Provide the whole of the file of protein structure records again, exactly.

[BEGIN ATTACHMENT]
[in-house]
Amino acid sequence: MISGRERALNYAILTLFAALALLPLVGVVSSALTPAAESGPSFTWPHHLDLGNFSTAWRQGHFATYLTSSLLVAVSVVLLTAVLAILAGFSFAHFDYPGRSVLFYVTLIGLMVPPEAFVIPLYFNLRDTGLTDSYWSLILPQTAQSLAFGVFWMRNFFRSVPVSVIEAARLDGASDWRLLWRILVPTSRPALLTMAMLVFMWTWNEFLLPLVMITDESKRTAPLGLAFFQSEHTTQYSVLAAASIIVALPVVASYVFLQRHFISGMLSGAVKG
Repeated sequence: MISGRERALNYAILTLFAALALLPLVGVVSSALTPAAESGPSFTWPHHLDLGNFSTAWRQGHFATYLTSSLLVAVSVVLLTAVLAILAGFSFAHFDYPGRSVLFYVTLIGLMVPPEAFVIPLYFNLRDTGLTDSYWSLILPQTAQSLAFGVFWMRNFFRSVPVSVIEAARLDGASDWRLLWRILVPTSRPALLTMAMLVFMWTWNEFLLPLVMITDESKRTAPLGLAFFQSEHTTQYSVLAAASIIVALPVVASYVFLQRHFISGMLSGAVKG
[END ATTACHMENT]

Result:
[in-house]
Amino acid sequence: MISGRERALNYAILTLFAALALLPLVGVVSSALTPAAESGPSFTWPHHLDLGNFSTAWRQGHFATYLTSSLLVAVSVVLLTAVLAILAGFSFAHFDYPGRSVLFYVTLIGLMVPPEAFVIPLYFNLRDTGLTDSYWSLILPQTAQSLAFGVFWMRNFFRSVPVSVIEAARLDGASDWRLLWRILVPTSRPALLTMAMLVFMWTWNEFLLPLVMITDESKRTAPLGLAFFQSEHTTQYSVLAAASIIVALPVVASYVFLQRHFISGMLSGAVKG
Repeated sequence: MISGRERALNYAILTLFAALALLPLVGVVSSALTPAAESGPSFTWPHHLDLGNFSTAWRQGHFATYLTSSLLVAVSVVLLTAVLAILAGFSFAHFDYPGRSVLFYVTLIGLMVPPEAFVIPLYFNLRDTGLTDSYWSLILPQTAQSLAFGVFWMRNFFRSVPVSVIEAARLDGASDWRLLWRILVPTSRPALLTMAMLVFMWTWNEFLLPLVMITDESKRTAPLGLAFFQSEHTTQYSVLAAASIIVALPVVASYVFLQRHFISGMLSGAVKG